I got my general aviation pilot’s license close to 40 years ago and haven’t flown since – couldn’t afford it then, don’t need it now – but recently I learned something that I should have known all along: I was flying with leaded gasoline!
While commercial jets use what is basically kerosene as fuel, small planes still use special aviation gasoline (“avgas”) that has lead in it, even though leaded gasoline in passenger cars in 1996. Small aircraft were exempt because there was no “operationally safe, suitable replacement,” per the Federal Aviation Administration.
Now there is, it seems. The FAA recently approved a fuel developed by General Aviation Modifications (GAMI), for use across the general aviation fleet without any major modifications needed by engines or aircraft. GAMI is scaling up production of the fuel, called G100UL, by licensing production and distribution. It’s going to be used in California first and Concord Municipal Airport manager Dave Rolla says it will be a while before we see it: “We plan to provide this fuel as it becomes available for us to purchase through our fuel source, Titan Aviation Fuels. The information available to us right now is that in the Northeast US, mass production and distribution of unleaded aviation gasoline is still 2-3 years out.”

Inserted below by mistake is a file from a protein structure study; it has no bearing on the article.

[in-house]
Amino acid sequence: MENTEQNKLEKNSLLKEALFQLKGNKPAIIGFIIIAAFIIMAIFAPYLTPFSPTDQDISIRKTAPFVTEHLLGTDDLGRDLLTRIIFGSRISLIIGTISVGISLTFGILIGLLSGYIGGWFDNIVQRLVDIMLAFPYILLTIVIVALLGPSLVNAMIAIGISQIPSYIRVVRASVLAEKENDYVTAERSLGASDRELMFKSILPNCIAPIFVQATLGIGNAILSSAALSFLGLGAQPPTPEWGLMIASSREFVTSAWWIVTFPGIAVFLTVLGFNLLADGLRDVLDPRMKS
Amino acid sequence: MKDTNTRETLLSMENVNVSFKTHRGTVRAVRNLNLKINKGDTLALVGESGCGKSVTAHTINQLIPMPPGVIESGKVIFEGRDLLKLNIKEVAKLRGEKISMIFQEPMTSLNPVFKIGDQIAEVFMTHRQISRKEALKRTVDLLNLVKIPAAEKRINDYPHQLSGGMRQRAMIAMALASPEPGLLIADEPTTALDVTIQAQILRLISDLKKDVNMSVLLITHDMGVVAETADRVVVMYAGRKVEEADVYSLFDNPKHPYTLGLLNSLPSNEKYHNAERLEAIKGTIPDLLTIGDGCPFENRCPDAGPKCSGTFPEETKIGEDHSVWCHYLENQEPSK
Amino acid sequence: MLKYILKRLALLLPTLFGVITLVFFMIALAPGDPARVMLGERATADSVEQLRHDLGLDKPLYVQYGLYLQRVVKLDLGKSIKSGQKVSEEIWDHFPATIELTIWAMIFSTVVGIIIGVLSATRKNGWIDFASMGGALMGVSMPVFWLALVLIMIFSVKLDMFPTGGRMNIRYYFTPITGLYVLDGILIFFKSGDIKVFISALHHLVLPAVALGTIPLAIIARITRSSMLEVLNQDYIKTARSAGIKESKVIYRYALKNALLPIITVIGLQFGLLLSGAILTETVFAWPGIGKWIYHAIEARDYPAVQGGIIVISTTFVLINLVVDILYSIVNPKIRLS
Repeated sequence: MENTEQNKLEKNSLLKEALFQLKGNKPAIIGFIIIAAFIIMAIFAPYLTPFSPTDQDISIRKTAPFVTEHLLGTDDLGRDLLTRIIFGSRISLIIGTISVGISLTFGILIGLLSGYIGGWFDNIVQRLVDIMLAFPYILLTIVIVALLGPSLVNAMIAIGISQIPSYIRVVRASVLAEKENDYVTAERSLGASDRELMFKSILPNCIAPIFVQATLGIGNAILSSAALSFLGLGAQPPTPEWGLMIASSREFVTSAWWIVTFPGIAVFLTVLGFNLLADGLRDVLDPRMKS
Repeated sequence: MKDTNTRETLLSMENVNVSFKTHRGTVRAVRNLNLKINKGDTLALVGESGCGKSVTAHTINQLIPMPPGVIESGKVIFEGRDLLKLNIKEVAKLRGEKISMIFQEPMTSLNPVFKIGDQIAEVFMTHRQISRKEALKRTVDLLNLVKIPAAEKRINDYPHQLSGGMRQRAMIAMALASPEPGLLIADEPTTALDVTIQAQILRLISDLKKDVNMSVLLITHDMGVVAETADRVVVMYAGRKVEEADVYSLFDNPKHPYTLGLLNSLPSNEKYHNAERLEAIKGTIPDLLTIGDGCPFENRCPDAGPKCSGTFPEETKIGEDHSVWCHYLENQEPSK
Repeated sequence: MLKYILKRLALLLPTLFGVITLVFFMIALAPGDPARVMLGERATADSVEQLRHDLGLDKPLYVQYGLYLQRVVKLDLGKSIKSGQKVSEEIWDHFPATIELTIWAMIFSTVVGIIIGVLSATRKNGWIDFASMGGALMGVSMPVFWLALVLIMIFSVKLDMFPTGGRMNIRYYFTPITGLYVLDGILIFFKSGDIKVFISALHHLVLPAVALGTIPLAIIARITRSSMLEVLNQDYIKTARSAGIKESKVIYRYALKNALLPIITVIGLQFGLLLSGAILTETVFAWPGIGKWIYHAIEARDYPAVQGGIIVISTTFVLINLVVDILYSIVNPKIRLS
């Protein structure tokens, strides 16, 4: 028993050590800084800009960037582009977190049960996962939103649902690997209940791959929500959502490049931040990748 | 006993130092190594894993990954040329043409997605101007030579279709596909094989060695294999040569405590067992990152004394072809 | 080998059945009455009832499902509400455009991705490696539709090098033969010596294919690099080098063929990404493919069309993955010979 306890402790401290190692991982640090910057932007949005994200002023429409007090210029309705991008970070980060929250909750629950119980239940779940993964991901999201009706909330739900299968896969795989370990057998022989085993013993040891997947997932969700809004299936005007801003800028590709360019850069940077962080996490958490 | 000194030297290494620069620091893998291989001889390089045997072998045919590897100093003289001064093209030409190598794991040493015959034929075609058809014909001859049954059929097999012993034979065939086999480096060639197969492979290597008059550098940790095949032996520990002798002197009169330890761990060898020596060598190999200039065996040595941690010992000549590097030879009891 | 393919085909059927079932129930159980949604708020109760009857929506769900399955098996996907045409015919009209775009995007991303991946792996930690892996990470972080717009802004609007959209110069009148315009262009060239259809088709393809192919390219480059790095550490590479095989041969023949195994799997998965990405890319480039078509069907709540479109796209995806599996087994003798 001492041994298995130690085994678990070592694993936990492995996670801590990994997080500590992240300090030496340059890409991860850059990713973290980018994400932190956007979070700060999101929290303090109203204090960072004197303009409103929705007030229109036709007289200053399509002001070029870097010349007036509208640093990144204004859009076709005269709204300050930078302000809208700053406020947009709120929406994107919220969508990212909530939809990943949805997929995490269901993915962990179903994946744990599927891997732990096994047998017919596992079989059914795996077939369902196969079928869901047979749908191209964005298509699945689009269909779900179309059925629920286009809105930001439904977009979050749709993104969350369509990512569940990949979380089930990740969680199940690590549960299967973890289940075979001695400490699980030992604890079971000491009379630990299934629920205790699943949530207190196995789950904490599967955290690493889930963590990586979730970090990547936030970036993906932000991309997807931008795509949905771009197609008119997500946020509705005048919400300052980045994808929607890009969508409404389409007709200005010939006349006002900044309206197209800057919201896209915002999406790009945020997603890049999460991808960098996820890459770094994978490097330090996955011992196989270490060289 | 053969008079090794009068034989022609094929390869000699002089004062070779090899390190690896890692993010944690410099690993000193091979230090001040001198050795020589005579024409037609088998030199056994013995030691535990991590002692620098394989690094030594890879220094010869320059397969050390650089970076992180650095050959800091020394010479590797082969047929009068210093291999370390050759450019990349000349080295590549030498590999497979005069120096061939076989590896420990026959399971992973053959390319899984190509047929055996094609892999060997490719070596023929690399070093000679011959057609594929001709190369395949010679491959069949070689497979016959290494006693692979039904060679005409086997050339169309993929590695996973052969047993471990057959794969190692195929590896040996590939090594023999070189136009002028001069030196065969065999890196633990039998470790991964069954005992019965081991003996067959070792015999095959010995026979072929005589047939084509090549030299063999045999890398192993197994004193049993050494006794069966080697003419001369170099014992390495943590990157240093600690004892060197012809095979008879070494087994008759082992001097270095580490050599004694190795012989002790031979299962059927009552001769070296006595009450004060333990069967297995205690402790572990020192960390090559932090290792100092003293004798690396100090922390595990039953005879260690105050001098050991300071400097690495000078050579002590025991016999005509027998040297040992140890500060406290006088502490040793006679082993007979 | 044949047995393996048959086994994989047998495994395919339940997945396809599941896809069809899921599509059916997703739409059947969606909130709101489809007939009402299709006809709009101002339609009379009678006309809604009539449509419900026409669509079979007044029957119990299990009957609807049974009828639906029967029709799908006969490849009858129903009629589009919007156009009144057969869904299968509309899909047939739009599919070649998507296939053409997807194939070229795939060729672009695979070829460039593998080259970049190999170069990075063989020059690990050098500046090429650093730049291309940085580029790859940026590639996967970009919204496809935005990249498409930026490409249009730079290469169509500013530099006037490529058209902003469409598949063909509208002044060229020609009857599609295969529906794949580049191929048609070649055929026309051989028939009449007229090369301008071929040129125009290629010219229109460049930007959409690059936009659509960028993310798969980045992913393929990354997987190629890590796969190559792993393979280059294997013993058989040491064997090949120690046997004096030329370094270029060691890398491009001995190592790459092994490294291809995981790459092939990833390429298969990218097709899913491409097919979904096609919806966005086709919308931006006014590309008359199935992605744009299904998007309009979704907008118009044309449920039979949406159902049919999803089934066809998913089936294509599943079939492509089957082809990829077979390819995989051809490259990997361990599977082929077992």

Getting lead out of gasoline was a major public-health win. It’s kind of weird that we still have it in our little airplanes.
Followup question for your airport source: When G100UL becomes available will there be a transition period when they offer BOTH it and 100LL/AvGas? And if so, what will be their plan for storing the second (third actually) fuel? (Many small airports have reached a point where they only have tanks to store 100LL/AvGas and JetA. How will they store, and deliver the new fuel to planes on the ramp.)
David, it’s predicted that this storage problem is going to be a big challenge for these small airport FBOs.